Monday, 27 September 2010
Enter the Void
Director: Gaspar Noe
Starring: Nathaniel Brown, Paz de la Huerta & Cyril Roy
Certainly memorable and confirming that Gaspar Noe is indeed a director with vision like few other directors, Enter the Void is however, overlong and over indulgent, lacking the punch or even the controversy of Noe’s previous film Irreversible.
After a controversial debut with I Stand Alone in 1998, Gaspar Noe became infamous in 2002 with his second film Irreversible with its extreme violence, particularly a prolonged rape scene, leaving audiences and critics both offended and enthralled by the events and the meaning behind them. Irreversible seemingly confirmed Noe as a director willing to push what is acceptable in cinema aiming to shock and provoke audiences. Now, eight years after Irreversible was released, Noe returns with a new film called Enter the Void. With a grander scale in mind in terms of themes and ideas being explored and it how they are presented, Enter the Void is certainly an ambitious and memorable film that will court controversy like Noe’s previous films but it is neither as controversial or as powerful as those earlier films with Enter the Void becoming too overindulgent, especially in its second half, leaving the film memorable, intriguing but also somewhat tedious.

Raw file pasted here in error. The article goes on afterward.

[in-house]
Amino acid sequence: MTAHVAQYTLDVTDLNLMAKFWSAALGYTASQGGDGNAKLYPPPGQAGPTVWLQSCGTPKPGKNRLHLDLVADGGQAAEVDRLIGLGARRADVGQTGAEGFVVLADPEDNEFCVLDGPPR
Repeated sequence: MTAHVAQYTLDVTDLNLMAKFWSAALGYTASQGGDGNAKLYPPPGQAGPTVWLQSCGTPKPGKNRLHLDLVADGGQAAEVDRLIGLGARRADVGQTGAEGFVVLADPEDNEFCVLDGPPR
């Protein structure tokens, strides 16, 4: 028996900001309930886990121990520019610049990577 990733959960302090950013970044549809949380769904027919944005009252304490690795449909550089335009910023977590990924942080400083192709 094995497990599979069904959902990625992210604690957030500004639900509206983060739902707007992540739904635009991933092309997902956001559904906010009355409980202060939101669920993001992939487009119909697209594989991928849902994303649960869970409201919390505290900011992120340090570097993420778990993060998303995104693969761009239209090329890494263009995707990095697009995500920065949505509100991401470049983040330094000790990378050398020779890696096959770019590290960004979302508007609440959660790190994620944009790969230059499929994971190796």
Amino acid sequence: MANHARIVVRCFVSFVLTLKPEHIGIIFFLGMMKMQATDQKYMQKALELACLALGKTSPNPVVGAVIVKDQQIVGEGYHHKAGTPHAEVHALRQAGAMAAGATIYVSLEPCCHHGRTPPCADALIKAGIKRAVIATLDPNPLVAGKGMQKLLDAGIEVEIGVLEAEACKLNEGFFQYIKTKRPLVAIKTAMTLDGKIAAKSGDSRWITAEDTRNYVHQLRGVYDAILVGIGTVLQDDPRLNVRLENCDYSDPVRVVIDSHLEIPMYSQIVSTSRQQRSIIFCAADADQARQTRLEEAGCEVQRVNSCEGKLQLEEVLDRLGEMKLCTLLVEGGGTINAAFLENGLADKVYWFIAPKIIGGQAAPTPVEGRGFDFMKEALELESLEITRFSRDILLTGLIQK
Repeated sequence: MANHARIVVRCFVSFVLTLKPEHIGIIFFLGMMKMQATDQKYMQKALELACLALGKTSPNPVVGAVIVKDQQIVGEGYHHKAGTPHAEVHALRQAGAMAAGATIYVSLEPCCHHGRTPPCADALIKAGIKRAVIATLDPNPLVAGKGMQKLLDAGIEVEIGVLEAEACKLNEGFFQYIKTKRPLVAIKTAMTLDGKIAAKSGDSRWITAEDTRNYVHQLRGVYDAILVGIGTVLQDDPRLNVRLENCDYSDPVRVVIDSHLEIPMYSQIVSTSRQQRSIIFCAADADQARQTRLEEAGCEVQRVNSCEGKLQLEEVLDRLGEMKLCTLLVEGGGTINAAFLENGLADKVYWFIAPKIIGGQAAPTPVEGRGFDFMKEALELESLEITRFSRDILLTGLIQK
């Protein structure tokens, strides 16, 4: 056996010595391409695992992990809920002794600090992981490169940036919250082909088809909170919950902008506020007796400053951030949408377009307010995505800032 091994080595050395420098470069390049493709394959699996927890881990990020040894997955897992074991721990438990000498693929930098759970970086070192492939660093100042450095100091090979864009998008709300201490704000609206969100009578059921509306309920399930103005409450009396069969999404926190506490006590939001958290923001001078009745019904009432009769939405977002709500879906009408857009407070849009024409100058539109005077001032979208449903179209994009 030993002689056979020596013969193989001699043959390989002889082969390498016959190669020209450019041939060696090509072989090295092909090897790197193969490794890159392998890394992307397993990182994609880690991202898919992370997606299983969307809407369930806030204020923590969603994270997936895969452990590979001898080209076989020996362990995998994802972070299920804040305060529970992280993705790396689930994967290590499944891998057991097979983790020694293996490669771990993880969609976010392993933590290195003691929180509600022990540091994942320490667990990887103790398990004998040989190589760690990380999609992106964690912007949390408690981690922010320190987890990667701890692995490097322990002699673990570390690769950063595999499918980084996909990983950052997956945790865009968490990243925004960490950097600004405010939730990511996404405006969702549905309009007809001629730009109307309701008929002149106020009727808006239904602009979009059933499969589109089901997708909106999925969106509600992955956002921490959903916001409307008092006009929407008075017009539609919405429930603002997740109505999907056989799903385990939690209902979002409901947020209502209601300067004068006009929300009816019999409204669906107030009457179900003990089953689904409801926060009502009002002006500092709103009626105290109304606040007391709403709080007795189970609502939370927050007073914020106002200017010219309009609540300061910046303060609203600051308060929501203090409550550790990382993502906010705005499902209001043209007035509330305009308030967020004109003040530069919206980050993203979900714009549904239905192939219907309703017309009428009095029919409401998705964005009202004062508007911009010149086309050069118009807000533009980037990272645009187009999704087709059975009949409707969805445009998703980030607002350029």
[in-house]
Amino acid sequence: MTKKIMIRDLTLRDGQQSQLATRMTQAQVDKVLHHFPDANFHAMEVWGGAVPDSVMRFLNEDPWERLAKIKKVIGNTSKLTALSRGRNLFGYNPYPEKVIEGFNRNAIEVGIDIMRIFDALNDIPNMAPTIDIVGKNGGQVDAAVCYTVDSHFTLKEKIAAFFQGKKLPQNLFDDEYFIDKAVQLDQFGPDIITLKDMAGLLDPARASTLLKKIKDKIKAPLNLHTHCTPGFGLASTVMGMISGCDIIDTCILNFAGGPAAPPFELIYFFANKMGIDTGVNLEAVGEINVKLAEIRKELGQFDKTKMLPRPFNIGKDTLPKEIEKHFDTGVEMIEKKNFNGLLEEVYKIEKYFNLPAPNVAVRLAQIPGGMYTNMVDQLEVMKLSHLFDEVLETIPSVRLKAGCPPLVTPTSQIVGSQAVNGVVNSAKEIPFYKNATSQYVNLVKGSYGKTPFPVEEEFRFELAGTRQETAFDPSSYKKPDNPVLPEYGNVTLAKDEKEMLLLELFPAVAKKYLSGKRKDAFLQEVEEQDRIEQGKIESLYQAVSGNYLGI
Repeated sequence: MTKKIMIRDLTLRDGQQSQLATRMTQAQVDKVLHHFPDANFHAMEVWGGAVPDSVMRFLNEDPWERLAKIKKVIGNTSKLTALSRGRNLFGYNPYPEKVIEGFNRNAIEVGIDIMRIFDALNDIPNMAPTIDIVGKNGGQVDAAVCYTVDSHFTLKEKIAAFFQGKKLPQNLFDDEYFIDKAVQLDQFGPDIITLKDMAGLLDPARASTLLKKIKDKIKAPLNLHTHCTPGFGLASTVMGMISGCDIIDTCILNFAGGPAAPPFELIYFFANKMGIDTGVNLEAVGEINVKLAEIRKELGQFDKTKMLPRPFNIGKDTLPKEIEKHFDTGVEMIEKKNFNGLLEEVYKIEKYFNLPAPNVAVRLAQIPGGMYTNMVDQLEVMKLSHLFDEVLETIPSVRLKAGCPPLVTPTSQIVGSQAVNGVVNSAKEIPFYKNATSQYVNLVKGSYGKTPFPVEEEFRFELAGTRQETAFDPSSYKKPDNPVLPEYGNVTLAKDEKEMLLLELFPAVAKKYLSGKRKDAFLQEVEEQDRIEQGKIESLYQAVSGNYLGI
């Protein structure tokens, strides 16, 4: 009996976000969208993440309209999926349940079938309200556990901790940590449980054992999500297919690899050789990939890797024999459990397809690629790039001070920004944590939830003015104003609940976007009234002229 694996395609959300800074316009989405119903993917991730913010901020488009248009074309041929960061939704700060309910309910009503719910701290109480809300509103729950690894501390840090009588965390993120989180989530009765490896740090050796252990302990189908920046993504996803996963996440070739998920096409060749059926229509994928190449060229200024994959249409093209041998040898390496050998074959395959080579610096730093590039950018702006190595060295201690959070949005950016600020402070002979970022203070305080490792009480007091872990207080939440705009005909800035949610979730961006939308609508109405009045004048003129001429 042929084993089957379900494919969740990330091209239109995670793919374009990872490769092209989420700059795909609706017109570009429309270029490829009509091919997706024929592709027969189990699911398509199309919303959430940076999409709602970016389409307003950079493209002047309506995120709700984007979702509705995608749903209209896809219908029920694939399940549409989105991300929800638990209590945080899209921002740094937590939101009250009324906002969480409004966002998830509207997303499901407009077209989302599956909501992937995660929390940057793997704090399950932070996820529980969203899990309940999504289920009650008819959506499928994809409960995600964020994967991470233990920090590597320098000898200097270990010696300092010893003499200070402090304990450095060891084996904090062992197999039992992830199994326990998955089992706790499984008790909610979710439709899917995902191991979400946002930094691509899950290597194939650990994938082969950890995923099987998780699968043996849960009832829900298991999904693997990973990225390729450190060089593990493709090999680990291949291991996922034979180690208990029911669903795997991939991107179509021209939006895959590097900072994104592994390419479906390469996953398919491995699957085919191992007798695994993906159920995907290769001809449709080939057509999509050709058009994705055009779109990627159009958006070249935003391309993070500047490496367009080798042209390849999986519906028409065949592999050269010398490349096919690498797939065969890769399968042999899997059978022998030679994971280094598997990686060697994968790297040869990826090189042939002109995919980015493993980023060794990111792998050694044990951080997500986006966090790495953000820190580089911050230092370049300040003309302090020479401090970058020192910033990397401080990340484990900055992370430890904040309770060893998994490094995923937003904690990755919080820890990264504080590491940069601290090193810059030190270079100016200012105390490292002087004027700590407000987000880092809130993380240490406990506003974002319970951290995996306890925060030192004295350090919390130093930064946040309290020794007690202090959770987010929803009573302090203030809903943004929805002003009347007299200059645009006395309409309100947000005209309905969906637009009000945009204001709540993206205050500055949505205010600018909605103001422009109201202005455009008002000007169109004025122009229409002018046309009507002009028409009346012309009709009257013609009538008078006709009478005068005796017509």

Oscar (Brown) and Linda (de la Huerta) are brother and sister living in Tokyo. After witnessing the deaths of their parents in car accident as children, the pair vowed never to leave each other only to be separated and placed into foster homes. Years later, Oscar having moved to Tokyo has been able to afford to bring his sister over and they now live the family life together they never had before with each providing almost surrogate parental roles for one other. Oscar is a regular drug user and has taken to dealing on the side whilst Linda makes a living as a go-go dancer and is in a relationship with the club’s owner. When a deal goes wrong and Oscar is shot by police, he finds himself lifted out of his body and his spirit moving between past, present and future as he tries to look over and after his sister after his death and see the events of his past that shaped who they both became.